By State Rep. Bud Nornes
Committee work is all but finished in the Legislature and now most of the biggest, most important bills of the session are ready to be presented to the full House.
We have spent the last three months drafting, hearing, debating and re-working bills, but this is the time when things get serious as we creep toward the May 18 date for adjournment. Significant work remains between now and then, including erasing a $6.4 billion deficit. Floor sessions will take place more frequently, including weekend dates.
It is possible for Minnesota to live within its means to help us avoid the severe cuts some fear. We just need to set good priorities and take advantage of the many good ideas for doing things better.
This is an outstanding opportunity for us to pass legislation that will give us a strong economic future by creating new jobs through enticing businesses to start up and/or expand in Minnesota. I have had a close-up view of these proceedings as a member of the Higher Education/Workforce Development Committee and I feel our final bill misses the mark in several workforce areas.
First, a provision has been offered that will force businesses to pay a higher premium on unemployment insurance. This is an added cost that businesses cannot afford, especially at a time when they already struggling in today’s economy. This does nothing to stimulate or encourage business growth and, in fact, could very likely have the opposite impact. The Minnesota Chamber of Commerce has come out against this.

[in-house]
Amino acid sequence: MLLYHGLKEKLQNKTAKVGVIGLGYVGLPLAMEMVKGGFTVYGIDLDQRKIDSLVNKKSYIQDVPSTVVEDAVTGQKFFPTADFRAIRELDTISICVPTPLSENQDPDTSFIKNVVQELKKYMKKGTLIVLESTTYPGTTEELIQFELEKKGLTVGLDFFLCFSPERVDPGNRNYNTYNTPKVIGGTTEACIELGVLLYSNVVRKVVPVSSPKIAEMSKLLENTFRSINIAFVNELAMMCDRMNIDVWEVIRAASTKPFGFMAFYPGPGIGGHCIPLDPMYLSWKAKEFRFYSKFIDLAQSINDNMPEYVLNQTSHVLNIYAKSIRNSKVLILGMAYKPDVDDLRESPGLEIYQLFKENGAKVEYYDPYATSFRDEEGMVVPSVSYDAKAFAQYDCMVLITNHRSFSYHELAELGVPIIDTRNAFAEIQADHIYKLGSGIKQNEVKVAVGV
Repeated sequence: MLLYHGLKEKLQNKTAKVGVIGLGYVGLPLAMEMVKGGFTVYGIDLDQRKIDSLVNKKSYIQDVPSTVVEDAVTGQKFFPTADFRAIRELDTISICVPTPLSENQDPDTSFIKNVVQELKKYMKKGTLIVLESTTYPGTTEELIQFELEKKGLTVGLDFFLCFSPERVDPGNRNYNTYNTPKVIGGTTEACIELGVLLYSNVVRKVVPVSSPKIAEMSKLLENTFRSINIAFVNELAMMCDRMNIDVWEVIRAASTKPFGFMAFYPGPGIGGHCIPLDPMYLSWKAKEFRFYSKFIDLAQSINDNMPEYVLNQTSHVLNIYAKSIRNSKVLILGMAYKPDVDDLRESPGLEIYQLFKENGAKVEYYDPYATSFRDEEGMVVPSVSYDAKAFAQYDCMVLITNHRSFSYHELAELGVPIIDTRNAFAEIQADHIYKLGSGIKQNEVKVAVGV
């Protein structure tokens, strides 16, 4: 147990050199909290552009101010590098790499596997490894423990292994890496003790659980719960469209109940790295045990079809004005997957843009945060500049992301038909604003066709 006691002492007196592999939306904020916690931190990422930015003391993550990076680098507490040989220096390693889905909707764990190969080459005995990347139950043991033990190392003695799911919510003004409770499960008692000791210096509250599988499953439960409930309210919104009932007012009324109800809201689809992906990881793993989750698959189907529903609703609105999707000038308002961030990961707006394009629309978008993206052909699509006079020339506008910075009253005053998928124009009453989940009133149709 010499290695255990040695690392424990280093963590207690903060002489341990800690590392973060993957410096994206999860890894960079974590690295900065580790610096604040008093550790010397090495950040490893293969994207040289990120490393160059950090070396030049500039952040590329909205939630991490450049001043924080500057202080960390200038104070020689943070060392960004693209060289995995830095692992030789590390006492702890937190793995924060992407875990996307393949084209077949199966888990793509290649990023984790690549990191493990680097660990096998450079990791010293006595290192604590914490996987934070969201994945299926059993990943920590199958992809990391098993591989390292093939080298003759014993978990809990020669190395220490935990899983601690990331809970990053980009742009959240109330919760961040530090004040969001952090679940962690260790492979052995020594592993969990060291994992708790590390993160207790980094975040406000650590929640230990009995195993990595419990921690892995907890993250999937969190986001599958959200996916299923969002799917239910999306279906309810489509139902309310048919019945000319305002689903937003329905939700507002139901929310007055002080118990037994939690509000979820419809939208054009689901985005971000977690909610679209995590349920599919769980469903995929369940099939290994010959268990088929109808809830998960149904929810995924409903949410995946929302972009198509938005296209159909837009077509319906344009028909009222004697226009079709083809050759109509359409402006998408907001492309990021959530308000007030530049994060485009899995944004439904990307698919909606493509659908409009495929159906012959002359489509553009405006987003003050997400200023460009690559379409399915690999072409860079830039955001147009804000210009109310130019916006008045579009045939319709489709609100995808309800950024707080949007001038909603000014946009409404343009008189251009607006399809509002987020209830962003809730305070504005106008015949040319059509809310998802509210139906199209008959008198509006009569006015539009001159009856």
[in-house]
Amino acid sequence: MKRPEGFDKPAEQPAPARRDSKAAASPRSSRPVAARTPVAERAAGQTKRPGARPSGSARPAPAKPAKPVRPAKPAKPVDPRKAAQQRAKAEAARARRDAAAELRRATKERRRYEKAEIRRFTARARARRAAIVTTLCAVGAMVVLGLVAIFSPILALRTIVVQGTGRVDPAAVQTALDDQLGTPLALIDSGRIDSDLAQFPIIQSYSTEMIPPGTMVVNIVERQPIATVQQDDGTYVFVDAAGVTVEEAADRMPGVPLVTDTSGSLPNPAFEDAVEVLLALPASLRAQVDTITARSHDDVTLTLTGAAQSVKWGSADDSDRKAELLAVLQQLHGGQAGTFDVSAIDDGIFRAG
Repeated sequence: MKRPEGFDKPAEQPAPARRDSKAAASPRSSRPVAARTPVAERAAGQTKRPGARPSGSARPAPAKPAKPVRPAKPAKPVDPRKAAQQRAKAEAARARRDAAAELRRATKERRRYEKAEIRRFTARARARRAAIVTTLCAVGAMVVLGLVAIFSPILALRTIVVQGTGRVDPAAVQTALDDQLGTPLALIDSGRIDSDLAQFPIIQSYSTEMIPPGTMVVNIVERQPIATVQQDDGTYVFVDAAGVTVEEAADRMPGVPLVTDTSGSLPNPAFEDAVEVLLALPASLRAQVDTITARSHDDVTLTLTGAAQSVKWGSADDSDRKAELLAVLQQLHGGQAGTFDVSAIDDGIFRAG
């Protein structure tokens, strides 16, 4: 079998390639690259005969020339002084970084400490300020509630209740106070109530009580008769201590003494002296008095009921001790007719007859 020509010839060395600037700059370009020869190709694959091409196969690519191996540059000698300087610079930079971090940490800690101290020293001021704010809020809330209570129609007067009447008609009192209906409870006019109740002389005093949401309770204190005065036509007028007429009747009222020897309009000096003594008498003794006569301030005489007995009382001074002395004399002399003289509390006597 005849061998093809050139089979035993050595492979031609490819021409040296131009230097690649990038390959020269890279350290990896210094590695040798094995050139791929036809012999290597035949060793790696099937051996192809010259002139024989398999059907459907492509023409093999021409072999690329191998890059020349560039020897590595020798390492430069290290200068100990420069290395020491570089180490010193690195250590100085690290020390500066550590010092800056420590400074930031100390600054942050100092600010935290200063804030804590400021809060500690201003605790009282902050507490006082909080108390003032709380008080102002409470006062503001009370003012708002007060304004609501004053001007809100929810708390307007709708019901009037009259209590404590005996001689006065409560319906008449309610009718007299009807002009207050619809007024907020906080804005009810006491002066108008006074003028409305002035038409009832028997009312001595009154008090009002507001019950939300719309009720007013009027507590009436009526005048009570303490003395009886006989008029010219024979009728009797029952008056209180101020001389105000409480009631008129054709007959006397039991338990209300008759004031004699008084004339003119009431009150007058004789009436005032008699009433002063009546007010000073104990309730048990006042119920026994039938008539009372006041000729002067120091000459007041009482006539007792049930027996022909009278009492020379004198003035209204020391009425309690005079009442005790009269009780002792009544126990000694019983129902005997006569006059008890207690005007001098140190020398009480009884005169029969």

Another provision would create an 18-member council to study how we can foster a better business climate. The Tax Foundation lists Minnesota among the 10 worst states in terms of its business climate, so there definitely is room for improvement.
But do we really need to recreate the wheel when we could adopt successful plans neighboring states already have in place? Rep. Morrie Lanning is quite familiar with this topic since he represents a Minnesota-North Dakota border city: Moorhead. Rep. Lanning can speak at length about advantages businesses can gain west of the Red River, putting his city at a distinct disadvantage.
The good news is it appears as if the bill will be split into two parts, one for higher education and the other workforce development. While I have serious reservations about some workforce development provisions, the higher education legislation is more reasonable and it would be easier to support.
One thing we must keep in mind is this: While deadline pressure often induces the passage of important bills, hasty work can lead to ill-advised legislation and unintended consequences. That happened last year when last-minute changes damaged the Green Acres agricultural land program. We spent the better part of this session working to restore Green Acres and it was only recently that new legislation passed to fix some – but not all of – the problems.
Nornes represents District 10A in the Minnesota House of Representatives, and can be reached at (800) 336-8017 or by e-mail at email@example.com.